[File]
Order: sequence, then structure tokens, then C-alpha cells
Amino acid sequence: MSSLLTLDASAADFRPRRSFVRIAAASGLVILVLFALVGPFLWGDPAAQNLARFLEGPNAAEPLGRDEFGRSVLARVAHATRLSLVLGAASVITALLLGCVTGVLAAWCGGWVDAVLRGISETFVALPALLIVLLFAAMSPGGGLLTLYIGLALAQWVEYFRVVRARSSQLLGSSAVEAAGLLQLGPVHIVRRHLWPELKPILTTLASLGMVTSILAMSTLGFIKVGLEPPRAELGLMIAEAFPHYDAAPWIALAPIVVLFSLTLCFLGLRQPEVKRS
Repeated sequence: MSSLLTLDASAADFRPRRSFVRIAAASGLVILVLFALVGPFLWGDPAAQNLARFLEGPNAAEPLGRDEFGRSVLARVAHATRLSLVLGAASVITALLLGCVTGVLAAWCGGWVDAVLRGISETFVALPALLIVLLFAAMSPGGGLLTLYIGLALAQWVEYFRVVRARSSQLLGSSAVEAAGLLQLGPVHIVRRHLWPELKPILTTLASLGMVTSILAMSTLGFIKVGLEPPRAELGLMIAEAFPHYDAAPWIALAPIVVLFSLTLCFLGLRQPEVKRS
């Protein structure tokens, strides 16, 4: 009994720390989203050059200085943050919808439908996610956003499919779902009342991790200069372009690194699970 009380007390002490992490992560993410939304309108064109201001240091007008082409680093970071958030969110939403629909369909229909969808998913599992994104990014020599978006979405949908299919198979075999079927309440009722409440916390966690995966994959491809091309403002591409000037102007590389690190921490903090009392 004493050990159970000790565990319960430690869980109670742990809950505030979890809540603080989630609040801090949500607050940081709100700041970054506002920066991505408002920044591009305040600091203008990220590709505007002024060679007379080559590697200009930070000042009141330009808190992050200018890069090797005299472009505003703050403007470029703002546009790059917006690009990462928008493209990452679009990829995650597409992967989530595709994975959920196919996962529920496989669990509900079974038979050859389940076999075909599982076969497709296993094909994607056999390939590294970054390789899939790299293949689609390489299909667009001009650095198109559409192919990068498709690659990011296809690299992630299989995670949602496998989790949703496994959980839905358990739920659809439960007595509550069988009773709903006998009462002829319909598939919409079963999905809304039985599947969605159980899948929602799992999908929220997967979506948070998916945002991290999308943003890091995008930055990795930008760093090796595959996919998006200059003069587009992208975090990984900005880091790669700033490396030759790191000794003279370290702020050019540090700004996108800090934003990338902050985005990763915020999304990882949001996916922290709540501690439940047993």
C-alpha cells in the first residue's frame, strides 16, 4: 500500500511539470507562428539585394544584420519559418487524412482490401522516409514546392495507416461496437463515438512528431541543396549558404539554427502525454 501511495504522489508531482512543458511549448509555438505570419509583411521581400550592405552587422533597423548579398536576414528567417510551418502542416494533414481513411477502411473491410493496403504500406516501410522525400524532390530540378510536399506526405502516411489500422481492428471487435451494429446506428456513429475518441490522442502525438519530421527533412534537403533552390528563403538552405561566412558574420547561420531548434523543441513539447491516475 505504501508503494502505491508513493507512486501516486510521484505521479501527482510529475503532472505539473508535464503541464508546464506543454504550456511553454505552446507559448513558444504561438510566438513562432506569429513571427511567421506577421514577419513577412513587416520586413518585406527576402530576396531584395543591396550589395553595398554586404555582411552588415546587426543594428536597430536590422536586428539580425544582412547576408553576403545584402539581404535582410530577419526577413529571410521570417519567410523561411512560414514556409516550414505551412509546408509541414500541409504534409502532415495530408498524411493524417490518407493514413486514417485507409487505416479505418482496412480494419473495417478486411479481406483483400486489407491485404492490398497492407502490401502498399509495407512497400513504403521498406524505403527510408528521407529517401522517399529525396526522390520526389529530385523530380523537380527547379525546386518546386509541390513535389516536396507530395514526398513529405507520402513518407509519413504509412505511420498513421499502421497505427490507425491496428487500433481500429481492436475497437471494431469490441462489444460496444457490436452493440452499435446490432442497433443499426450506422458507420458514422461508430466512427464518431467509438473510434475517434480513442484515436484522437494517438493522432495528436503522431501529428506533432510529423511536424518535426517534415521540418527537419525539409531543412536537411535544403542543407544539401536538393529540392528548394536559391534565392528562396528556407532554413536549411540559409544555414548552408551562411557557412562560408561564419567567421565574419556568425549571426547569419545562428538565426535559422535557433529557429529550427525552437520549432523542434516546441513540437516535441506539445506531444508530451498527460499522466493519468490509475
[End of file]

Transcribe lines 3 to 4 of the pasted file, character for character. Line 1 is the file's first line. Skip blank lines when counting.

Repeated sequence: MSSLLTLDASAADFRPRRSFVRIAAASGLVILVLFALVGPFLWGDPAAQNLARFLEGPNAAEPLGRDEFGRSVLARVAHATRLSLVLGAASVITALLLGCVTGVLAAWCGGWVDAVLRGISETFVALPALLIVLLFAAMSPGGGLLTLYIGLALAQWVEYFRVVRARSSQLLGSSAVEAAGLLQLGPVHIVRRHLWPELKPILTTLASLGMVTSILAMSTLGFIKVGLEPPRAELGLMIAEAFPHYDAAPWIALAPIVVLFSLTLCFLGLRQPEVKRS
């Protein structure tokens, strides 16, 4: 009994720390989203050059200085943050919808439908996610956003499919779902009342991790200069372009690194699970 009380007390002490992490992560993410939304309108064109201001240091007008082409680093970071958030969110939403629909369909229909969808998913599992994104990014020599978006979405949908299919198979075999079927309440009722409440916390966690995966994959491809091309403002591409000037102007590389690190921490903090009392 004493050990159970000790565990319960430690869980109670742990809950505030979890809540603080989630609040801090949500607050940081709100700041970054506002920066991505408002920044591009305040600091203008990220590709505007002024060679007379080559590697200009930070000042009141330009808190992050200018890069090797005299472009505003703050403007470029703002546009790059917006690009990462928008493209990452679009990829995650597409992967989530595709994975959920196919996962529920496989669990509900079974038979050859389940076999075909599982076969497709296993094909994607056999390939590294970054390789899939790299293949689609390489299909667009001009650095198109559409192919990068498709690659990011296809690299992630299989995670949602496998989790949703496994959980839905358990739920659809439960007595509550069988009773709903006998009462002829319909598939919409079963999905809304039985599947969605159980899948929602799992999908929220997967979506948070998916945002991290999308943003890091995008930055990795930008760093090796595959996919998006200059003069587009992208975090990984900005880091790669700033490396030759790191000794003279370290702020050019540090700004996108800090934003990338902050985005990763915020999304990882949001996916922290709540501690439940047993």